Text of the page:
I turned for answers to the two Los Angeles officials who could explain what’s actually going on: the mayor and the chief of police.
“I’m disappointed to hear that the officer gave you that account,” Los Angeles Police Chief Michel Moore told me Monday evening. Beach and mask rules aren’t unconstitutional, he said, and the reason police were sent to the beach was to tell those men and women who were on the beach sunbathing that they have to leave, and stand by until they leave.”
Generally, he said, “If you ask some people to go, and they see people leave, others will follow. They don’t want an encounter with law enforcement.”
Police are deliberately not meting out punishments, however, because this is only the first week of the newly relaxed rules, because they understand that people are going stir crazy at home and because they don’t want a public relations fiasco on their hands.
“If we take a strong, more enforcement-oriented position,” said Moore, “we jeopardize the public’s trust.”
He ticked off what the critiques would almost certainly be: “You guys are being heavy-handed. Is this necessary? You are endangering the officers. It’s just a money grab by the state.” (Violating the mayor’s order is a misdemeanor, and carries the possibility of a six-month jail sentence, a $1,000 fine or both.)
Garcetti, for his part, acknowledged that enforcement of his order is essentially on hold as the public grows accustomed to the new normal.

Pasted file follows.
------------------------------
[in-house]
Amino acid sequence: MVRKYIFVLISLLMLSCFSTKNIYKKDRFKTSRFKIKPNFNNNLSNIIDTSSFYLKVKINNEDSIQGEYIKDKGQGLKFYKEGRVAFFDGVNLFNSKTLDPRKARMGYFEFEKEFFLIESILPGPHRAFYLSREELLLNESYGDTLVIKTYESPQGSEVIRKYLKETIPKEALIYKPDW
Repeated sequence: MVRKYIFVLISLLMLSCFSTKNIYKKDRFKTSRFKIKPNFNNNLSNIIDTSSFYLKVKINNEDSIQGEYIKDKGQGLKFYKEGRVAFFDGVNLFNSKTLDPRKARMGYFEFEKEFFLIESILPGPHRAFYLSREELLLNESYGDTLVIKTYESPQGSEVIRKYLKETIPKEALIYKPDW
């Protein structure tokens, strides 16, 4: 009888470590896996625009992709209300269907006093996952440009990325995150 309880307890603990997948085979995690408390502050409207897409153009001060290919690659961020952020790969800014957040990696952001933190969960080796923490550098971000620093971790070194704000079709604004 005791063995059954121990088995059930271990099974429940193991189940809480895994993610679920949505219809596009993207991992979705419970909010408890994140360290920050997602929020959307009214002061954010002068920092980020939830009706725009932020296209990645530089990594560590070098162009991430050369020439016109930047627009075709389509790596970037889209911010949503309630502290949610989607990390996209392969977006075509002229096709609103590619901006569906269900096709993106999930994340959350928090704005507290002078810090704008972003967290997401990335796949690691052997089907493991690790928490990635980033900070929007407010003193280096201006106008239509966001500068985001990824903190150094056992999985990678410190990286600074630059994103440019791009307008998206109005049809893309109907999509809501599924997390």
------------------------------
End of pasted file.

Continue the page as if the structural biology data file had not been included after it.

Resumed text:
“As I’ve said from the beginning,” he said Monday in a Zoom meeting with the Times editorial board, “we are not going to turn this into a police state, or turn to enforcement as our first move.”
The mayor and the chief talk frequently about how to encourage people to abide by the Safer at Home order. Both told me that no citations have been written, and both hope that none will have to be.
But they also believe that just having the law on the books is important symbolically.
“My first priority is getting a culture of accepting that this [coronavirus] is there, and I don’t think you build a culture by starting wars over enforcement,” Garcetti said.
However, he said, if it appears that people aren’t taking the mandated precautions and coronavirus infections are spiking in the city, police will probably have to get more strict. Lives, after all, are in the balance.
“Decisions I made are going to cause this percentage of more people to get infected, and some percentage of them probably to die. That’s a heavy responsibility to have. I don’t want people being handcuffed, you know, on Venice Boardwalk because there’s not a mask, and I don’t want them completely ignoring it.”
He and Moore have considered the idea of giving officers masks to hand out. “And if they have somebody who says FU and all that, like, whatever. We’ll train, we’ll learn ... maybe we will [give tickets] sometimes. But a week into this that’s not the right move.”
For black-and-white thinkers, this approach may seem unacceptable.
For those of us who see the many shades of gray in this pandemic moment, it seems exactly right.